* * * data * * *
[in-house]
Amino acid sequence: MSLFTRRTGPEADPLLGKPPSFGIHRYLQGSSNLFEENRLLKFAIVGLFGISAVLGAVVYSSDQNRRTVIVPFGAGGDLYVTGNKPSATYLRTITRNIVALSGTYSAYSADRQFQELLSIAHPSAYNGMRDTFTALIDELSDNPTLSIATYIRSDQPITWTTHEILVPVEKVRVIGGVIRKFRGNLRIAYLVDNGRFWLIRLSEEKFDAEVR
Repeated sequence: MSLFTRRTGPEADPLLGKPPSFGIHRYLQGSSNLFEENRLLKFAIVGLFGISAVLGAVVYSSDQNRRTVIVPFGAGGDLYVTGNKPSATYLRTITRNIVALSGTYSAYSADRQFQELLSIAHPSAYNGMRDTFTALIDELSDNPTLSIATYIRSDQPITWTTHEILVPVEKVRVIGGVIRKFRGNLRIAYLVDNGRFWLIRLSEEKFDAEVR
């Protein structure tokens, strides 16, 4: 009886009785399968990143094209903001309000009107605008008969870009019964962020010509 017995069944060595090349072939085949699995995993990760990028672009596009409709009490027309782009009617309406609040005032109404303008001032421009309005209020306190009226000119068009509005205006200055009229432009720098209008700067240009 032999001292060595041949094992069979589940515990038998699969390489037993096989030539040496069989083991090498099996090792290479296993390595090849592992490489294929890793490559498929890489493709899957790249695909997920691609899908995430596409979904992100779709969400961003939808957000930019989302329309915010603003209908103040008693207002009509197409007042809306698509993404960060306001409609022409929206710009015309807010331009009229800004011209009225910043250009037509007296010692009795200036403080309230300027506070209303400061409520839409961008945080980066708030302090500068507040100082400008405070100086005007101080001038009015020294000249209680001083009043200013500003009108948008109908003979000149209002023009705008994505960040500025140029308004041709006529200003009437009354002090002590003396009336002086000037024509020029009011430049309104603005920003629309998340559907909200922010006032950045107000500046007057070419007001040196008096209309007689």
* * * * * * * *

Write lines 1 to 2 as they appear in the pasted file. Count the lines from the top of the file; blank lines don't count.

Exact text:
[in-house]
Amino acid sequence: MSLFTRRTGPEADPLLGKPPSFGIHRYLQGSSNLFEENRLLKFAIVGLFGISAVLGAVVYSSDQNRRTVIVPFGAGGDLYVTGNKPSATYLRTITRNIVALSGTYSAYSADRQFQELLSIAHPSAYNGMRDTFTALIDELSDNPTLSIATYIRSDQPITWTTHEILVPVEKVRVIGGVIRKFRGNLRIAYLVDNGRFWLIRLSEEKFDAEVR